New Zealand heavyweight boxer David Tua was in Christchurch for just two hours to promote his comeback fight against Russian Alexander Ustinov in Hamilton next month. Sam Sherwood sat down with the Tuaman to talk about the ‘David v Goliath' bout, his career and his comeback.
What do you think about those people who say you are over the hill?
TUA: I love them, I actually thank them. I really appreciate their opinions and thoughts on things. I have a job to do and I can't be sidetracked by their thoughts and opinions, I've just got to be a complete professional about the whole thing and admire their thoughts.
You have won both of your comeback fights after two-year breaks, what's the secret?
TUA: It's hard for me to explain but it's a fire that burns from within. It allows me to push beyond pain barriers in the gym, it allows me to push beyond anything I have ever encountered in as far as the tough times in training. It's a fire that burns because I love boxing.
What happens if you do lose?
TUA: I am a dreamer but I'm also a realist, there is always an if and there is always the downfall of anything you do in life. But for me it's about staying positive no matter what the situation is. If it doesn't work out then yeah, of course, I will be disappointed because I don't go into this fight or any other fight to lose. I will be disappointed but I will sit down and I will watch the fight again and then I will make a smart decision. It's not about just fighting in the ring any more, it's about life. Living life is a fight, every day is a fight.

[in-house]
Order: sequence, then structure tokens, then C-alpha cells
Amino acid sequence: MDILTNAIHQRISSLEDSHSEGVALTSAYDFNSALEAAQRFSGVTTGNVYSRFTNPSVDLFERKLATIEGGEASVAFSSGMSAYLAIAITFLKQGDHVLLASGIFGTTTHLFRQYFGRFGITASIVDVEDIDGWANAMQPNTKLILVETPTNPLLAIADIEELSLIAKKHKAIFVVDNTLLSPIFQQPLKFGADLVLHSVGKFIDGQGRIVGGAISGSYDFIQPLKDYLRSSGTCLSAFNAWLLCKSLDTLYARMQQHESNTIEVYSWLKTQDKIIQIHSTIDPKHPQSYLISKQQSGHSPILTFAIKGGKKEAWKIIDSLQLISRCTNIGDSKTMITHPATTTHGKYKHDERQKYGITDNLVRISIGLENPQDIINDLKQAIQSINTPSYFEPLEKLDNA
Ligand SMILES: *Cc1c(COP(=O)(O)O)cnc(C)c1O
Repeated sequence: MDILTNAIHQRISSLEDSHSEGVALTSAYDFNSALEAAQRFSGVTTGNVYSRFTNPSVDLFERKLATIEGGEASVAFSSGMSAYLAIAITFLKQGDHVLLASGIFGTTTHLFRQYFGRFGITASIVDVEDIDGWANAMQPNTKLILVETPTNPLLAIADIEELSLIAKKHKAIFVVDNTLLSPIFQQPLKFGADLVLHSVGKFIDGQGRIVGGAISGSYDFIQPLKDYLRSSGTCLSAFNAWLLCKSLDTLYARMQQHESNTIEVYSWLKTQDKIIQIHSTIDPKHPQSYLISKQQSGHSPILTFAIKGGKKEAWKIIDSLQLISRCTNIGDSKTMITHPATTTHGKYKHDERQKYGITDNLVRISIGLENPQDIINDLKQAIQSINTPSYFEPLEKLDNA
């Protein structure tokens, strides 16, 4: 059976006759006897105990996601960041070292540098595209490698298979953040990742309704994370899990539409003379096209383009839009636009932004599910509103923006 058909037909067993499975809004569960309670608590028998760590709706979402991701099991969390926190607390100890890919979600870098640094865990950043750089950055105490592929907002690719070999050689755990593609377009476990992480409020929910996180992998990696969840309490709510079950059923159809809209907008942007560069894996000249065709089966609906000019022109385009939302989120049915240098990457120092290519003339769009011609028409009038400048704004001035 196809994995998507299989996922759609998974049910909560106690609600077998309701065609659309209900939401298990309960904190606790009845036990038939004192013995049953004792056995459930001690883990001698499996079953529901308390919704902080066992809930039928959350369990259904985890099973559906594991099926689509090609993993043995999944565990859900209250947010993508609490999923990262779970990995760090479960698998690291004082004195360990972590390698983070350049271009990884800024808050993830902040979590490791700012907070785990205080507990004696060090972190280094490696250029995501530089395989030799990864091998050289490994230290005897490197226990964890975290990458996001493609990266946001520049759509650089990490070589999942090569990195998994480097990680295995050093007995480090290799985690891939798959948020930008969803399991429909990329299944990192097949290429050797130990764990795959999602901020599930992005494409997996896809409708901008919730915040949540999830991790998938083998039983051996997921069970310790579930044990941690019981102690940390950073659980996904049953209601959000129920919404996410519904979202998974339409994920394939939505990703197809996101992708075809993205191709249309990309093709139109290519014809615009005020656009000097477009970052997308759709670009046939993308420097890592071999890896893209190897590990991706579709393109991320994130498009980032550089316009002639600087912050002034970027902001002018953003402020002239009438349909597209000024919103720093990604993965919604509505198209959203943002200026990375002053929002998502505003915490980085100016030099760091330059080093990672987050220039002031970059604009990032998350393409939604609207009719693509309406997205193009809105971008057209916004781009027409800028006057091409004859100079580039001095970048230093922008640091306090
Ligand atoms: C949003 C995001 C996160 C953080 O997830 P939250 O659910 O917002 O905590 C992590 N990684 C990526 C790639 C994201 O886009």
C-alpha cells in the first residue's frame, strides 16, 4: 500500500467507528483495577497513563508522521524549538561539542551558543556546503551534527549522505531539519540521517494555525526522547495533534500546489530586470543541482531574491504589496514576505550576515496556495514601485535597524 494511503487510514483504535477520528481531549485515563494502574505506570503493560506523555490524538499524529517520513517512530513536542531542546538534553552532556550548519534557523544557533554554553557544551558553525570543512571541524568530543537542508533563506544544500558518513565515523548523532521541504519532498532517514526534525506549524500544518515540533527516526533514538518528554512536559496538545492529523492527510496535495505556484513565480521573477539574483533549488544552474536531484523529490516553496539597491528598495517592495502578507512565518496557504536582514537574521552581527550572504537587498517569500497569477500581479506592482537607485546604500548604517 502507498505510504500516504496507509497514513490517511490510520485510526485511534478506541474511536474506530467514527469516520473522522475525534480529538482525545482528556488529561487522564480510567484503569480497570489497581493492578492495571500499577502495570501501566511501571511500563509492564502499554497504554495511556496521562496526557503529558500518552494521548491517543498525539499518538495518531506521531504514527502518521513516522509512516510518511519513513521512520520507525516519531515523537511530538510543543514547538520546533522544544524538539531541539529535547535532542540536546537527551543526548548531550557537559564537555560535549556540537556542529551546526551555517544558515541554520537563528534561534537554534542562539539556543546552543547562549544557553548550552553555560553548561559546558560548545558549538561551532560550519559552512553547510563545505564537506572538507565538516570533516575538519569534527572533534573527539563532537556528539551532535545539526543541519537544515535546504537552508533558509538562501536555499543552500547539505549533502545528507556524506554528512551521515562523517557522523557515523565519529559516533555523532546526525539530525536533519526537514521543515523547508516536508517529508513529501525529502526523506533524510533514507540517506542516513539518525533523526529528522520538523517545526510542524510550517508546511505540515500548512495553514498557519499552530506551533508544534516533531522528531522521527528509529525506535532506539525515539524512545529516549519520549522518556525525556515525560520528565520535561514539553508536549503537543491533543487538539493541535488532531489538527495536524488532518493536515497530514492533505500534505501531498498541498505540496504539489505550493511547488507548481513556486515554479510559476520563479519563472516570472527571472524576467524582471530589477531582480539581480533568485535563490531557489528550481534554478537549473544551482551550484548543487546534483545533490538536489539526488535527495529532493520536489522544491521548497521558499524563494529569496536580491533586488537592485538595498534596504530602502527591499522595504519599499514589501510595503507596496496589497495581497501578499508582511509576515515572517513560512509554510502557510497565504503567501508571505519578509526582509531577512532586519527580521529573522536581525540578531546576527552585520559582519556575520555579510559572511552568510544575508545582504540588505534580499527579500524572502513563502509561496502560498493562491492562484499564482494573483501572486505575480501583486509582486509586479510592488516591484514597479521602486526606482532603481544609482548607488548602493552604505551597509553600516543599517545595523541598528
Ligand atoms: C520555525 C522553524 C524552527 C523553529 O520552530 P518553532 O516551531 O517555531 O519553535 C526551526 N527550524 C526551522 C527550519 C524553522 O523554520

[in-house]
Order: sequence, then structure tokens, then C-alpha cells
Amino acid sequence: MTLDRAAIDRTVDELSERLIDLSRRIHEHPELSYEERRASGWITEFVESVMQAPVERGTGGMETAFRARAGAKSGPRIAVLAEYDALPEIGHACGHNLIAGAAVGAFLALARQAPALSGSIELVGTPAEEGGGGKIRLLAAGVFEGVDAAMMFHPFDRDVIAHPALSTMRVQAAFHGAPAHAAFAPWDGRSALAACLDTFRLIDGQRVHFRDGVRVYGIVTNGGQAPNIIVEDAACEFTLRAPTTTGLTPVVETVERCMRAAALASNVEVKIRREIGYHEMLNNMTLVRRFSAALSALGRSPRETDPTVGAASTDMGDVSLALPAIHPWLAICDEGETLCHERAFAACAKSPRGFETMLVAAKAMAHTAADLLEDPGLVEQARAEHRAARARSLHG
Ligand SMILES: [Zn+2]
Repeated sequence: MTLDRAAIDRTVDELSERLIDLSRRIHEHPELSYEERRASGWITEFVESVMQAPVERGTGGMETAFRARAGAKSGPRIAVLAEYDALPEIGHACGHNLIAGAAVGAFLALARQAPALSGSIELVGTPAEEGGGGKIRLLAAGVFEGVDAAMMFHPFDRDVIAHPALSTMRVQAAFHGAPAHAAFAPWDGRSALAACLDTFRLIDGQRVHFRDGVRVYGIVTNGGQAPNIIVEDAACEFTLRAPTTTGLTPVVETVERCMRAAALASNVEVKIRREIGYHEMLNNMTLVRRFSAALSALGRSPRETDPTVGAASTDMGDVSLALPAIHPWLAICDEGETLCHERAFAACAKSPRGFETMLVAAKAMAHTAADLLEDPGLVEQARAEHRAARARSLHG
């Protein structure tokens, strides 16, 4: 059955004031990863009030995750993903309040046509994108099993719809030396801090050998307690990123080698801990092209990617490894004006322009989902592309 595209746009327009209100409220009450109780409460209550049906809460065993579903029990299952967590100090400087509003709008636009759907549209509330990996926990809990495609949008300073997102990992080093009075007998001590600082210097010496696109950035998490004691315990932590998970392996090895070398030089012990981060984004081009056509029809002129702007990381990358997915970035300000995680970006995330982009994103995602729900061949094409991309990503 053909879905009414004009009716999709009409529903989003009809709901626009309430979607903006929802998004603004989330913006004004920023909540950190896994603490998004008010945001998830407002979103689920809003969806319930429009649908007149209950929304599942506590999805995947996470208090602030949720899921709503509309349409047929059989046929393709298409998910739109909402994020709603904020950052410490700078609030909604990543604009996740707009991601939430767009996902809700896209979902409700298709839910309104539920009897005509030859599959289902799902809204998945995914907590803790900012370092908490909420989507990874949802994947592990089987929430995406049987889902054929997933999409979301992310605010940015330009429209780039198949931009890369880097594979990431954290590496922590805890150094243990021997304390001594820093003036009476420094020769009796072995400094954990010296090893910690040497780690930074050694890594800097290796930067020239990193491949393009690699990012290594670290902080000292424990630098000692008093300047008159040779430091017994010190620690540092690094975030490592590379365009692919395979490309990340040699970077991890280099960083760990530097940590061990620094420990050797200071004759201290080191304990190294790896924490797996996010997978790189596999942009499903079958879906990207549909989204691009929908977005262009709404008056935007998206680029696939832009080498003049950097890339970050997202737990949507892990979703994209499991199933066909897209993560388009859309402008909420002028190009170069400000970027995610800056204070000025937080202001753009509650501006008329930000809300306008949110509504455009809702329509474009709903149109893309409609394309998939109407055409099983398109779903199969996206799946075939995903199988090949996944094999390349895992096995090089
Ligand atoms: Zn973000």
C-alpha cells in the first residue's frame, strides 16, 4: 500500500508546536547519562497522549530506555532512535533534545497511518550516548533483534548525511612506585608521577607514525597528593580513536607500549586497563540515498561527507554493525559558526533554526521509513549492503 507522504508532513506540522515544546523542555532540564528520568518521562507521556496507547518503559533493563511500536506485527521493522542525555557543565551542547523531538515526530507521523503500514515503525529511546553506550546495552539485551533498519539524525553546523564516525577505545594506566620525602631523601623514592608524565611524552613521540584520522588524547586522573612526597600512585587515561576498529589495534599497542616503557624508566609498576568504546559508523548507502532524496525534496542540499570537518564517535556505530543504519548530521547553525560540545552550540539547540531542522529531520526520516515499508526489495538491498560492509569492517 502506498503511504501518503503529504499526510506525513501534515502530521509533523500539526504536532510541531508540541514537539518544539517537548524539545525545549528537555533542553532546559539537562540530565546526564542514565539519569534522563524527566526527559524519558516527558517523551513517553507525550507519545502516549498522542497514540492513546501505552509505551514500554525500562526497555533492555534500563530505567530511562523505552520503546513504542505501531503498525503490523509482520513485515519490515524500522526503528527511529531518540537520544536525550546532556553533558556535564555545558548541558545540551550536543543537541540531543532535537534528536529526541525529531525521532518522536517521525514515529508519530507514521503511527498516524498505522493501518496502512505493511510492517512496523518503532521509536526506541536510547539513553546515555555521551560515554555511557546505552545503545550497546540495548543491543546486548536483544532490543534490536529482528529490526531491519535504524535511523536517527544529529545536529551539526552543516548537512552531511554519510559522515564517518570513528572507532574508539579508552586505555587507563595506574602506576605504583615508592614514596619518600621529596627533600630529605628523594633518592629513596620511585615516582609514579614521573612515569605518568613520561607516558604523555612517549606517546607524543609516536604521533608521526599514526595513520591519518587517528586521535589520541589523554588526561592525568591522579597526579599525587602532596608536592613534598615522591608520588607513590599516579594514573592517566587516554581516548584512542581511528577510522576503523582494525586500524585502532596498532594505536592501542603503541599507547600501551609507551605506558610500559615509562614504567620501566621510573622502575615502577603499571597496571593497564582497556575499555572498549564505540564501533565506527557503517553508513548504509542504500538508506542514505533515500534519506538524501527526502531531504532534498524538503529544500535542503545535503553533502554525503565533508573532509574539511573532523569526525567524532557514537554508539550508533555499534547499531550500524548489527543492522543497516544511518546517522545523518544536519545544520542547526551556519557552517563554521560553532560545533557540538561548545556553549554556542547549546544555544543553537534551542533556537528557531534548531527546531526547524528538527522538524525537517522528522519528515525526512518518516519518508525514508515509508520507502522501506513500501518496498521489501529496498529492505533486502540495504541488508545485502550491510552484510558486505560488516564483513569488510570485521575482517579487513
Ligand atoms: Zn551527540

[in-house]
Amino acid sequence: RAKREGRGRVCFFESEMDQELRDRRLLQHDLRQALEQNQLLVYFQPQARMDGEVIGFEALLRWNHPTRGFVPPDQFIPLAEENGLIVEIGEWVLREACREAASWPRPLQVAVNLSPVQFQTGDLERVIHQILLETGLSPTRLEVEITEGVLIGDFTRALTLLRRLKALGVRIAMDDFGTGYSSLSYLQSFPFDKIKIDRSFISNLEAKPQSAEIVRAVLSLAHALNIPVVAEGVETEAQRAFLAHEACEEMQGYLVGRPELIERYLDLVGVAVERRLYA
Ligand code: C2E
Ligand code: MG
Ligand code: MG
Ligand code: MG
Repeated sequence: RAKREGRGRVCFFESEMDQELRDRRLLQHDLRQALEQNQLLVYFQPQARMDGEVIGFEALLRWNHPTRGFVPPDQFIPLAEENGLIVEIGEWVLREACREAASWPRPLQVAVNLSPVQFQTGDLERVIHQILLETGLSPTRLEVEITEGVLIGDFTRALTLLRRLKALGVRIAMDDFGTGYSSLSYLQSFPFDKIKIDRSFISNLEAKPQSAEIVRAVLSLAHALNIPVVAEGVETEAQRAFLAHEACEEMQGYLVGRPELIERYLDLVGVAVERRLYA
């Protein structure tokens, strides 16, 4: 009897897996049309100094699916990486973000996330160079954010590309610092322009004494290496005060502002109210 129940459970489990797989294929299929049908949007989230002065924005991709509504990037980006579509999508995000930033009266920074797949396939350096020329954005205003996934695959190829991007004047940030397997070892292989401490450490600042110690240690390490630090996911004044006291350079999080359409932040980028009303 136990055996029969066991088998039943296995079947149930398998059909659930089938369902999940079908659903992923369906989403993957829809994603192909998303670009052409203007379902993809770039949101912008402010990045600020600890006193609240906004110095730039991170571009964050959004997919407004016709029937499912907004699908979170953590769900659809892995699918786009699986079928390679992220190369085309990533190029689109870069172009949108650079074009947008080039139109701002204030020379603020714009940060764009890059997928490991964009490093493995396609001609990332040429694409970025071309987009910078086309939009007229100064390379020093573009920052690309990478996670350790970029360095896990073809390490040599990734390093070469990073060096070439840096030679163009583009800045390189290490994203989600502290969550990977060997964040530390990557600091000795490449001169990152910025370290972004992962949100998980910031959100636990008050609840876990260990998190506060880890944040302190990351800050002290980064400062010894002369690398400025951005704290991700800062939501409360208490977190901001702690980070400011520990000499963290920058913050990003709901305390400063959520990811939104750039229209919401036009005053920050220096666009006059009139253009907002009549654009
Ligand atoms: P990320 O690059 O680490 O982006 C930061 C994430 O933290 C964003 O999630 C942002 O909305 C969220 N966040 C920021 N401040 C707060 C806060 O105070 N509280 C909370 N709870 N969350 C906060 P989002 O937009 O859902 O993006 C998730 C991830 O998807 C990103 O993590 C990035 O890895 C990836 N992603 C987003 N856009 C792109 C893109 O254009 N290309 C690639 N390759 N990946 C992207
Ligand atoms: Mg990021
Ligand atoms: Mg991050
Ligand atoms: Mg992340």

You've had only six fights in New Zealand, what's it like to fight at home?
TUA: It's a great honour to fight here in New Zealand. It's a place that I call home and to be blessed with such honour to fight here is a very overwhelming feeling.
What do you think of the state of boxing in New Zealand?
TUA: It's quite sad and it's quite disappointing really because I believe there is a lot of raw talent, I believe we have the ability to develop some good boxers. Last Olympics we didn't quite get the opportunity to display that and sadly sometimes it depends on the draw at the Oceania Games because you have to win the gold to go to the Olympics Games.
What do you think of Sonny Bill Williams as a boxer?
TUA: I think it's exciting. I hope he does take boxing seriously but I think right now he's not taking it seriously because he's not sure enough of himself yet to fight out of New Zealand and fight some big names, but good on him for trying.
Is a fight with Williams on the cards for you?
TUA: I don't want to fight Sonny Bill, he's too quick, he's too powerful. (We think he was joking.)
How do you look back at the world heavyweight title fight with Lennox Lewis in 2000?
TUA: When I first went over to the States it was a massive dream to just be there and be given that opportunity to challenge one of the greatest champions of that era. So even though I didn't win, and things didn't quite work out for me, one of the things on my mind was, "don't get knocked out, mate, stay on your feet, keep trying and keep fighting". As a young kid I had a dream and it kind of started as a way for me to get my parents a house but then the love, the passion and everything else kicked in and this dream became a reality.